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Environment
The Florida Wildlife Corridor Expedition team has trekked through scrub, swamp and forest from one end of the state to the other. They have documented their journeys in film, books and photography exhibitions with a goal demonstrating the urgent need for an unbroken spine of wilderness running the length of Florida to give wildlife a chance for survival.The third expedition kicked off April 15 and once again, WUSF News reporters are along for the adventure. This time around the explorers want to highlight an area of wilderness in Central Florida that is threatened on all sides by urban development and transportation infrastructure including Interstate 4.WUSF Public Media is a sponsor of the Florida Wildlife Corridor. Follow along on with our reporters on our website and social media accounts on Facebook and on Twitter, using the hashtag #Heartland2Headwaters.

Wildlife Expedition Sees Danger, Signs of Recovery for Panther

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CALOOSAHATCHEE RIVER - The Florida Panther is fighting its way back from the brink of extinction, and members of the Florida Wildlife Corridor Expedition are seeing signs of the panther in their travels.

But the panther faces many dangers, as photojournalist and expedition member Carlton Ward Jr. tells WUSF.

Ward spoke from the southern banks of the Caloosahatchee River, at the very southern edge of Glades County.

It’s one of the only natural linkages between south and central Florida across the river, which connects Ft. Myers to Lake Okeechobee.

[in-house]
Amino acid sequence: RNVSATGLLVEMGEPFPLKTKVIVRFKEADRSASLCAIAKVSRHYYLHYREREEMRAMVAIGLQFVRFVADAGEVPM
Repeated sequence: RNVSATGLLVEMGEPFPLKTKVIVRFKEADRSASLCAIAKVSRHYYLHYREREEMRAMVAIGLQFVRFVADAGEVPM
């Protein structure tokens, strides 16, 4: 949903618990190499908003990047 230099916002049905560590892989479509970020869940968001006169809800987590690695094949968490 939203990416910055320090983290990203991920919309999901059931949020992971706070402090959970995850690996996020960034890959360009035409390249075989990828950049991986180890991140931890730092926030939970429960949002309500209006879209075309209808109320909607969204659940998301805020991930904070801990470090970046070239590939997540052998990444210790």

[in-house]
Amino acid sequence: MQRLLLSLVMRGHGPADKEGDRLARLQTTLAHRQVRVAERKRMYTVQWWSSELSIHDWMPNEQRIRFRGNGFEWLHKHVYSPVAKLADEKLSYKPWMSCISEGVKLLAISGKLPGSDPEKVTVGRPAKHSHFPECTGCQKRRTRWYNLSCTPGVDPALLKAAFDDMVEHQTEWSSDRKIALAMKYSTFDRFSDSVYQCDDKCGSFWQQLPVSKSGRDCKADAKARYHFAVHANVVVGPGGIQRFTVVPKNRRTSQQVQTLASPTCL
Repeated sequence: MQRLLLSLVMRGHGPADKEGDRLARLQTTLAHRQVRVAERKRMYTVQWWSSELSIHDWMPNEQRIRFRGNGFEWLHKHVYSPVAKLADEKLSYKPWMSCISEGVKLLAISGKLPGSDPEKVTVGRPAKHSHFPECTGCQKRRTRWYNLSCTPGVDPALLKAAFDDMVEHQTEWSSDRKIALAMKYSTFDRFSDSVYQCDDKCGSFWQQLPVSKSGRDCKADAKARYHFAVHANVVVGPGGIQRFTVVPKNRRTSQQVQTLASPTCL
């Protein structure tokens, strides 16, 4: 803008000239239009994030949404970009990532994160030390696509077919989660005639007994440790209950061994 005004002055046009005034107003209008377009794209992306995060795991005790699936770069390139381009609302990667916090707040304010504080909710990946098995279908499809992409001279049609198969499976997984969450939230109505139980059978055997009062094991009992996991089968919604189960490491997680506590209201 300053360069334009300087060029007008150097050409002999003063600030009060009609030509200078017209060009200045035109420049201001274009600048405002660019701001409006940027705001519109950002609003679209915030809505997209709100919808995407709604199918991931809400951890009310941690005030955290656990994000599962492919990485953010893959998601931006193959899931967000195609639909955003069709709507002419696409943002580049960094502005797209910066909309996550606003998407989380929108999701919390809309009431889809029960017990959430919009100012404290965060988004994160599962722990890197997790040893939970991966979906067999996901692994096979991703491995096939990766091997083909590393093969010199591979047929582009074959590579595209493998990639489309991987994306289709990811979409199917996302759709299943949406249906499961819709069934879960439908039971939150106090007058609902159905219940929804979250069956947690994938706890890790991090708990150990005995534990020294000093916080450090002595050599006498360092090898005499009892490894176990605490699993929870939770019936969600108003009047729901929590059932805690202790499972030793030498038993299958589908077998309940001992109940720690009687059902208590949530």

Ward said he hasn’t seen a panther, but they’ve seen a lot of signs of them – especially under an underpass of I-75 into Florida Panther National Wildlife Refuge.

“There were numerous panther tracks going in both directions, bear tracks, coyote tracks,” he said.

“And shortly into our walk that morning, there was fresh panther scat. It was probably from that morning. You can see deer hair and other signs of a recent feed.”

The number one killer of panthers in Florida is collisions with vehicles. Five panthers have died so far this year from crashes in just Collier County.

Ward said one of the solutions is clear: more underpasses under major roads. They protect wildlife and people.

“Running into a panther or bear at 60 miles per hour in your car usually doesn’t end well for either side,” Ward said.

He said these underpasses also protect the flow-ways for natural water as well as wildlife.